GDPR : A FAST CHECK ONE YEAR LATER _ JULY 2019Anne Cagan – Editor in chief Journal du Geek
Translation from original content.
“Ambitious, the General Data Protection Regulation still suffers from a “readability” lack. However, it represents a highly symbolic advance, so much so that the EU regulation could become an international reference.
How it applies, works remains a mystery to many of us. But it has been a year since the GDPR exists. Behind this austere acronym (for General Data Protection Regulation) lies an ambitious framework. The GDPR has in particular:
- framed the conditions under which users consent collection must be done (no pre-checked boxes, no ambiguous formulations …)
- extended group action to reparation
- imposed to companies that are victims of hacking or security breach that may expose personal data to warn supervisory authority
- increased the ceilings for the penalties that can be imposed on companies (fines for infringements on the subject of data protection can now be EUR 20 million or 4% of the global annual total of the previous financial year)
But this well-thought frame still suffers from a lack of “readability”. Even though the pop-ups who are responsible for collecting our consent simply provide access to documents that explain much more clearly than before data collection contours, it is not always easy to understand the implications. “It’s all about, ultimately, knowing if you want to receive personalized advertising. It will be considered interesting by some users – the offers posted are more likely to interest them – but unpleasant by others who find it too intrusive, says Benoît Oberlé, CEO of Sirdata. It should be noted, however, that standard advertising pays 5 times less websites than personalized advertising. A parameter to keep in mind if some of your favorite websites are funded through advertising in order to maintain access to their free offer, especially since we can change our mind at any time. Legibility information and the choices offered to the users will be crucial for the GDPR to reach all its objectives. It will serve not only Internet users but also businesses. Recent controversies (the one around the Alexa assistant for example) show that if users accept a framework without understanding it, when they finally discover product’s functioning, the backlash can be severe.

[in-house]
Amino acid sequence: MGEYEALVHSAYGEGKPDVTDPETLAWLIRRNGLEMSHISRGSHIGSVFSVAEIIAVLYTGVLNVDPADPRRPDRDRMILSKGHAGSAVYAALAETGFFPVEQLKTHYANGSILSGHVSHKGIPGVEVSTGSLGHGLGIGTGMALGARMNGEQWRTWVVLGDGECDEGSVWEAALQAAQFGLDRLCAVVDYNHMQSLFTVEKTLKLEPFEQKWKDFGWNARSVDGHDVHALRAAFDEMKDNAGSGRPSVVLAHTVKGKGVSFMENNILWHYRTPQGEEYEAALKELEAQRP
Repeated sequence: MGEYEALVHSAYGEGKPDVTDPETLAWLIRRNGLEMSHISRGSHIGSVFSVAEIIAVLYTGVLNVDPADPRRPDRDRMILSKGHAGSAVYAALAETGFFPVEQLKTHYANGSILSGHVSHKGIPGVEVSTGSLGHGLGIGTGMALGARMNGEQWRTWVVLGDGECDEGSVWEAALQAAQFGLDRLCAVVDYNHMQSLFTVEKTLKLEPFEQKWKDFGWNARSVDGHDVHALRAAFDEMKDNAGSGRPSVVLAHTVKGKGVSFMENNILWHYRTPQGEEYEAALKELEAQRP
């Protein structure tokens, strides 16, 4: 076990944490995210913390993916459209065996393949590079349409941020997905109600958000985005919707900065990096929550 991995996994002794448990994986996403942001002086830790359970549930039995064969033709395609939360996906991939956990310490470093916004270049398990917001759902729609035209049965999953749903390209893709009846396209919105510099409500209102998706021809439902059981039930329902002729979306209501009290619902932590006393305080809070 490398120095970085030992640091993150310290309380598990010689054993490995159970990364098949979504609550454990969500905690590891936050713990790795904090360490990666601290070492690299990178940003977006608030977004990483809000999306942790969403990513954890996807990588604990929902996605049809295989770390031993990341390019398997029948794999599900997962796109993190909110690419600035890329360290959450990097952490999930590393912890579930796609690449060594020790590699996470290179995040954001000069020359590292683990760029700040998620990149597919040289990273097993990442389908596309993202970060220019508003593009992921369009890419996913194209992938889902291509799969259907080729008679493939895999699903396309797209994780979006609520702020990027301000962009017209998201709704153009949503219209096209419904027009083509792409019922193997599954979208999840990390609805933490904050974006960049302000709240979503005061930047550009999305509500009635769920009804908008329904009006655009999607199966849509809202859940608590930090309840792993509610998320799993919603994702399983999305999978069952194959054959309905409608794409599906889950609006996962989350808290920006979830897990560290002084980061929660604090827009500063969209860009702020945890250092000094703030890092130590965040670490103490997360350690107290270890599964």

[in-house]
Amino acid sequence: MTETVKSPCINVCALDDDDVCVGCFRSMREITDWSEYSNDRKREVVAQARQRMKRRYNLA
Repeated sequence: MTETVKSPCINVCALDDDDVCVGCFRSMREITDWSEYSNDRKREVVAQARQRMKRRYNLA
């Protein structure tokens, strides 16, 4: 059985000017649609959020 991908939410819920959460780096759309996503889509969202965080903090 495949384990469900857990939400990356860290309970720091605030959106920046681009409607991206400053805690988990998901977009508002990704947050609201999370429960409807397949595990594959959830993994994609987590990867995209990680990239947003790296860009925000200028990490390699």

Although the GDPR has not yet reached its full potential, the regulation represents an important and highly symbolic step. It proves that “jungle law” is not the only option. As sensitive as the subject of the protection of personal data, it is quite possible to imagine and put in place a regulation. If the European Union was precursor on the subject, it could also be joined soon by other countries. The recent scandals that have erupted around personal data management (Cambridge Analytica case, etc.) have indeed led web giants to review their position. Facebook and Google have also publicly called for the adoption of regulations inspired by GDPR in more countries.